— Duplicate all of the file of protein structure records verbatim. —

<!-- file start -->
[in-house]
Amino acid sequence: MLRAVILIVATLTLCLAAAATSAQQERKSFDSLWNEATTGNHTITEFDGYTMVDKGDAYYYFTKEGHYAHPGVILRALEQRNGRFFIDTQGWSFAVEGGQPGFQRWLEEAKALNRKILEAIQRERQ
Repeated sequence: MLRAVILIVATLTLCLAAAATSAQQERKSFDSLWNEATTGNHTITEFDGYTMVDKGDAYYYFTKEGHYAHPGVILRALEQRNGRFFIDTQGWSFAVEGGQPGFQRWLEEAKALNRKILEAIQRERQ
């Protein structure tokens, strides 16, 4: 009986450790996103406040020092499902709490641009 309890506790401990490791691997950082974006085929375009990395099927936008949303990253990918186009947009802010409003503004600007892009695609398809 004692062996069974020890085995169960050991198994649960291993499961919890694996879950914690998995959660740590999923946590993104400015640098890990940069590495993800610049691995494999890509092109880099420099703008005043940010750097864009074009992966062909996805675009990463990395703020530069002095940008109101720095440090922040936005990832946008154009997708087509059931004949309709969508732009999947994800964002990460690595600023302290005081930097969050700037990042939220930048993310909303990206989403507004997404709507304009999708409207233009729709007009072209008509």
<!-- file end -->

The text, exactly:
[in-house]
Amino acid sequence: MLRAVILIVATLTLCLAAAATSAQQERKSFDSLWNEATTGNHTITEFDGYTMVDKGDAYYYFTKEGHYAHPGVILRALEQRNGRFFIDTQGWSFAVEGGQPGFQRWLEEAKALNRKILEAIQRERQ
Repeated sequence: MLRAVILIVATLTLCLAAAATSAQQERKSFDSLWNEATTGNHTITEFDGYTMVDKGDAYYYFTKEGHYAHPGVILRALEQRNGRFFIDTQGWSFAVEGGQPGFQRWLEEAKALNRKILEAIQRERQ
């Protein structure tokens, strides 16, 4: 009986450790996103406040020092499902709490641009 309890506790401990490791691997950082974006085929375009990395099927936008949303990253990918186009947009802010409003503004600007892009695609398809 004692062996069974020890085995169960050991198994649960291993499961919890694996879950914690998995959660740590999923946590993104400015640098890990940069590495993800610049691995494999890509092109880099420099703008005043940010750097864009074009992966062909996805675009990463990395703020530069002095940008109101720095440090922040936005990832946008154009997708087509059931004949309709969508732009999947994800964002990460690595600023302290005081930097969050700037990042939220930048993310909303990206989403507004997404709507304009999708409207233009729709007009072209008509």